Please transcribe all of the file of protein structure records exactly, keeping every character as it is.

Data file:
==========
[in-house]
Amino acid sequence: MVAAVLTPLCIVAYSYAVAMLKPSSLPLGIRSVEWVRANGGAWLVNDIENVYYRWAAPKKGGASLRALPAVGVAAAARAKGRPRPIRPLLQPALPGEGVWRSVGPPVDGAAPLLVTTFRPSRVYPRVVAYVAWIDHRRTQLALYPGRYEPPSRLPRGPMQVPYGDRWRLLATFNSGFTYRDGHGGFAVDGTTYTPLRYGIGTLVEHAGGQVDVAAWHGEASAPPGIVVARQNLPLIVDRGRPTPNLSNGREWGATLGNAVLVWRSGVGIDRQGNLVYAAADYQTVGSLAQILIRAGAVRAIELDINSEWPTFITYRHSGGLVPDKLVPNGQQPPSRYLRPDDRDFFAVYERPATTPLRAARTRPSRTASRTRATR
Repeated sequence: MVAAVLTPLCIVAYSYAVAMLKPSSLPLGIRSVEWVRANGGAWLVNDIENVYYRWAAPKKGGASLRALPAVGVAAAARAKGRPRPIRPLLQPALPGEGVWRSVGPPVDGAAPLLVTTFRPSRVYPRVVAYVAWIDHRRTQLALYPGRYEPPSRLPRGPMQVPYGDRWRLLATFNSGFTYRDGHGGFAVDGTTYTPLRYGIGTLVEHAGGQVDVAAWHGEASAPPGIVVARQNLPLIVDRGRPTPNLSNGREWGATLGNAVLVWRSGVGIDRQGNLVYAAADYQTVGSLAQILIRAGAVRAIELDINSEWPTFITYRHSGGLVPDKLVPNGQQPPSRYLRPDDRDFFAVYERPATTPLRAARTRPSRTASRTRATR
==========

[in-house]
Amino acid sequence: MVAAVLTPLCIVAYSYAVAMLKPSSLPLGIRSVEWVRANGGAWLVNDIENVYYRWAAPKKGGASLRALPAVGVAAAARAKGRPRPIRPLLQPALPGEGVWRSVGPPVDGAAPLLVTTFRPSRVYPRVVAYVAWIDHRRTQLALYPGRYEPPSRLPRGPMQVPYGDRWRLLATFNSGFTYRDGHGGFAVDGTTYTPLRYGIGTLVEHAGGQVDVAAWHGEASAPPGIVVARQNLPLIVDRGRPTPNLSNGREWGATLGNAVLVWRSGVGIDRQGNLVYAAADYQTVGSLAQILIRAGAVRAIELDINSEWPTFITYRHSGGLVPDKLVPNGQQPPSRYLRPDDRDFFAVYERPATTPLRAARTRPSRTASRTRATR
Repeated sequence: MVAAVLTPLCIVAYSYAVAMLKPSSLPLGIRSVEWVRANGGAWLVNDIENVYYRWAAPKKGGASLRALPAVGVAAAARAKGRPRPIRPLLQPALPGEGVWRSVGPPVDGAAPLLVTTFRPSRVYPRVVAYVAWIDHRRTQLALYPGRYEPPSRLPRGPMQVPYGDRWRLLATFNSGFTYRDGHGGFAVDGTTYTPLRYGIGTLVEHAGGQVDVAAWHGEASAPPGIVVARQNLPLIVDRGRPTPNLSNGREWGATLGNAVLVWRSGVGIDRQGNLVYAAADYQTVGSLAQILIRAGAVRAIELDINSEWPTFITYRHSGGLVPDKLVPNGQQPPSRYLRPDDRDFFAVYERPATTPLRAARTRPSRTASRTRATR